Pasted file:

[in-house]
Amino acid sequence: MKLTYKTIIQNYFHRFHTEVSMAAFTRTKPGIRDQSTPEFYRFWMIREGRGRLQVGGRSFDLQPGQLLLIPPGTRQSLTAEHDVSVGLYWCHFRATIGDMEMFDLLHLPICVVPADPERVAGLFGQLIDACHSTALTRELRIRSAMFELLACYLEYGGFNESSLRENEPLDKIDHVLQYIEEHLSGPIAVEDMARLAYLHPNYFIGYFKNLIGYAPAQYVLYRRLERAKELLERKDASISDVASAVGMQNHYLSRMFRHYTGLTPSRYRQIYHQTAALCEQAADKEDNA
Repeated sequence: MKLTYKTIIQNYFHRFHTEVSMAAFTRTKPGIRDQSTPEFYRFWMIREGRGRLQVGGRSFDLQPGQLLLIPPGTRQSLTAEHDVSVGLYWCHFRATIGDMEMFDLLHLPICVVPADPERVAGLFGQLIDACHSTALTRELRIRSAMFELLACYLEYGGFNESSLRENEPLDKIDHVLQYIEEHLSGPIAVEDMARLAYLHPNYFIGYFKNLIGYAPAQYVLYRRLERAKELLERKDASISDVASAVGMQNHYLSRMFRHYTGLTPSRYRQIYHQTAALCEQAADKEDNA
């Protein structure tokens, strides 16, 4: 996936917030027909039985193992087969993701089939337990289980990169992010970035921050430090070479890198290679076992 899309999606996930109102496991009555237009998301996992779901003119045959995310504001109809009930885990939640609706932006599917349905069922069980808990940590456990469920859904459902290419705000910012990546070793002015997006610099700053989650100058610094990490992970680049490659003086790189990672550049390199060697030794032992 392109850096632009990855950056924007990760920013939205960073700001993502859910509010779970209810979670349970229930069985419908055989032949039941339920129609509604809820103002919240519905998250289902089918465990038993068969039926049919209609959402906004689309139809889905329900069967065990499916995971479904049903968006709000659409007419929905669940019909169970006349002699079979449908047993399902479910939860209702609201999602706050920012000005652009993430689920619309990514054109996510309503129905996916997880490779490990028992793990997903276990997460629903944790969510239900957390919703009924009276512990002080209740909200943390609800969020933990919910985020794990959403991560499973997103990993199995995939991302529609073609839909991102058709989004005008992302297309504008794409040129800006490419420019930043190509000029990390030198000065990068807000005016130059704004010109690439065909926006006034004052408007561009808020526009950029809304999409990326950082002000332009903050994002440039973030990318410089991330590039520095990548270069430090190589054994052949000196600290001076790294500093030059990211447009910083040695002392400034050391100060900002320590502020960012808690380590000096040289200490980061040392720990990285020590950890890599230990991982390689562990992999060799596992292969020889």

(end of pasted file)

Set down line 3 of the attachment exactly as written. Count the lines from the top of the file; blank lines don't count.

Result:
Repeated sequence: MKLTYKTIIQNYFHRFHTEVSMAAFTRTKPGIRDQSTPEFYRFWMIREGRGRLQVGGRSFDLQPGQLLLIPPGTRQSLTAEHDVSVGLYWCHFRATIGDMEMFDLLHLPICVVPADPERVAGLFGQLIDACHSTALTRELRIRSAMFELLACYLEYGGFNESSLRENEPLDKIDHVLQYIEEHLSGPIAVEDMARLAYLHPNYFIGYFKNLIGYAPAQYVLYRRLERAKELLERKDASISDVASAVGMQNHYLSRMFRHYTGLTPSRYRQIYHQTAALCEQAADKEDNA